Venezuela ar­rests two top op­po­si­tion lead­ers

Kuwait Times - - INTERNATIONAL -

The Venezue­lan in­tel­li­gence ser­vice ar­rested two prom­i­nent op­po­si­tion lead­ers early yes­ter­day, their rel­a­tives said, a day after a vote to choose a much-con­demned as­sem­bly that su­per­sedes par­lia­ment. Leopoldo Lopez and An­to­nio Ledezma were both al­ready un­der house ar­rest when they were picked up by the in­tel­li­gence ser­vice known by its in acro­nym Se­bin, the wife of Lopez and chil­dren of Ledezma said sep­a­rately.

The two men are Venezuela’s most high pro­file op­po­si­tion lead­ers. Both had called for a boy­cott of Sun­day’s vote for a so-called and all-pow­er­ful con­stituent as­sem­bly tasked with rewrit­ing the con­sti­tu­tion. Both of their fam­i­lies said they held Pres­i­dent Ni­co­las Maduro, the driv­ing force be­hind the vote, responsible for the lead­ers’ lives.

“They just took Leopoldo away. We do not know where he is or where they are tak­ing him,” Lopez’s wife Lil­ian Tin­tori said on Twit­ter. She re­leased home se­cu­rity cam­era footage in which four uni­formed po­lice of­fi­cers and three in civil­ian garb are seen putting her hus­band into a Se­bin car and take off, with other cars es­cort­ing them. The chil­dren of Ledez­manamed Vic­tor, Vanessa and An­toni­et­taalso said on Twit­ter that the Se­bin had taken away their fa­ther.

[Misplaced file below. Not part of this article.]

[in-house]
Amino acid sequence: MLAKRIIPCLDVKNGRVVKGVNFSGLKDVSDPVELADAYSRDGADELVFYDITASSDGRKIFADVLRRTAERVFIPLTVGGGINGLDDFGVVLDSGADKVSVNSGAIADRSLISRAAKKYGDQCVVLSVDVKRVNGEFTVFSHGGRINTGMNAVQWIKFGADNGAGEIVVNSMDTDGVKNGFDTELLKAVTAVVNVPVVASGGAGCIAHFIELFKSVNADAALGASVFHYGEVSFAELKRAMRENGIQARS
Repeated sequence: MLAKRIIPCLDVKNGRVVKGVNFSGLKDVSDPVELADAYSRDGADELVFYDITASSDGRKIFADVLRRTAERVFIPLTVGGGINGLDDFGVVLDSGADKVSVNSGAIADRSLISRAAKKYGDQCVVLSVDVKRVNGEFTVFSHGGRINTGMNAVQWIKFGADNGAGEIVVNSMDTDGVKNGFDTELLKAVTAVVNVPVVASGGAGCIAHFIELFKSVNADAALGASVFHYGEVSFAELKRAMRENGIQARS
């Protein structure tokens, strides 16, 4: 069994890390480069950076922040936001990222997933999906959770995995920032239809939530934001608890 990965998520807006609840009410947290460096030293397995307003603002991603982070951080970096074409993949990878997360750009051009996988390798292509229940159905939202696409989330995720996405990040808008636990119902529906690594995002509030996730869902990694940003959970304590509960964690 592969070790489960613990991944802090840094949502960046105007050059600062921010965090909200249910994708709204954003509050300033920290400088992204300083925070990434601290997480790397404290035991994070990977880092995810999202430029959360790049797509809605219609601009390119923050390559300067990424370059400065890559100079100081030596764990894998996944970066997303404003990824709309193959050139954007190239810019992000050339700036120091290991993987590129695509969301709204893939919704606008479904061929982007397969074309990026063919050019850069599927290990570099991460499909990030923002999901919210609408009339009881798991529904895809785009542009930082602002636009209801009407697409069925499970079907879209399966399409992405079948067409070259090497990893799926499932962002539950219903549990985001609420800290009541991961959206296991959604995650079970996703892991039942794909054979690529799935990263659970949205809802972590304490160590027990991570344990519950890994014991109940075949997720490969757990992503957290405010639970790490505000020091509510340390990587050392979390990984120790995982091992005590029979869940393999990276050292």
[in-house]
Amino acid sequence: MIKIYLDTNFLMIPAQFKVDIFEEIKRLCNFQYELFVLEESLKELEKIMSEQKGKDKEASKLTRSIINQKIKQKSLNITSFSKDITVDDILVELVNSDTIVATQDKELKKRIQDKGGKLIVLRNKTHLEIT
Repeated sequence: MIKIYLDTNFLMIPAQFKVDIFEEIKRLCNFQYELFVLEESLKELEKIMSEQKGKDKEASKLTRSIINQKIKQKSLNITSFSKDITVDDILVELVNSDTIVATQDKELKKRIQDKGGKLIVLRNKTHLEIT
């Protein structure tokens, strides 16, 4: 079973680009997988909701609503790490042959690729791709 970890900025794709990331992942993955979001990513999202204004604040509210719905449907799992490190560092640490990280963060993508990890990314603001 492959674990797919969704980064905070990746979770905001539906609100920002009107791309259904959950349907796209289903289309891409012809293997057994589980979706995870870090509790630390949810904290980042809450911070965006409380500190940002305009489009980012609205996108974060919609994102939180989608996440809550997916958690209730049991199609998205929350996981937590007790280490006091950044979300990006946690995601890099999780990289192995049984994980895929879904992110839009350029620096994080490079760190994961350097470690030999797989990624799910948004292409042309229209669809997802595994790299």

Op­po­si­tion lead­ers and lo­cal me­dia posted cell­phone footage of Ledezma being taken away from his home forcibly while still wear­ing pa­ja­mas. Lopez, 46, was trans­ferred to house ar­rest in July of this year after serv­ing three years and five months in prison as part of a 14-year term. He had been con­victed of in­sti­gat­ing vi­o­lence dur­ing protests against Maduro in 2014 that left 43 peo­ple dead.

Ledezma, 62, was ar­rested in Fe­bru­ary 2015 on charges of con­spir­acy and rack­e­teer­ing and was placed un­der house ar­rest three months later for health rea­sons. Op­po­si­tion law­maker Freddy Gue­vara said the ar­rests were aimed at “fright­en­ing us and de­mor­al­iz­ing us.”

Four months of street demon­stra­tions against Maduro have left 120 peo­ple dead, in­clud­ing 10 over the week­end that in­cluded the elec­tion.

The op­po­si­tion says the vote was a fraud­u­lent ploy by Maduro to cling to power be­cause, it ar­gues, he is so un­pop­u­lar he could not win an elec­tion. The next one is sched­uled for 2018. The new con­stituent as­sem­bly is to start work­ing to­day. It is made up only of mem­bers of Maduro’s So­cial­ist party. The op­po­si­tion has called a big rally for that day.

‘Im­pe­rial or­ders’

The United States hit Maduro with di­rect sanc­tions to­day over the week­end vote, call­ing him a “dic­ta­tor,” while the leader re­fused to heed what he slammed as “im­pe­rial or­ders.” The mea­sures were un­usual in that they tar­geted a sit­ting head of state, but their reach was mostly sym­bolic, freez­ing any US as­sets Maduro might have and ban­ning peo­ple un­der US ju­ris­dic­tion from deal­ing with him. — AFP

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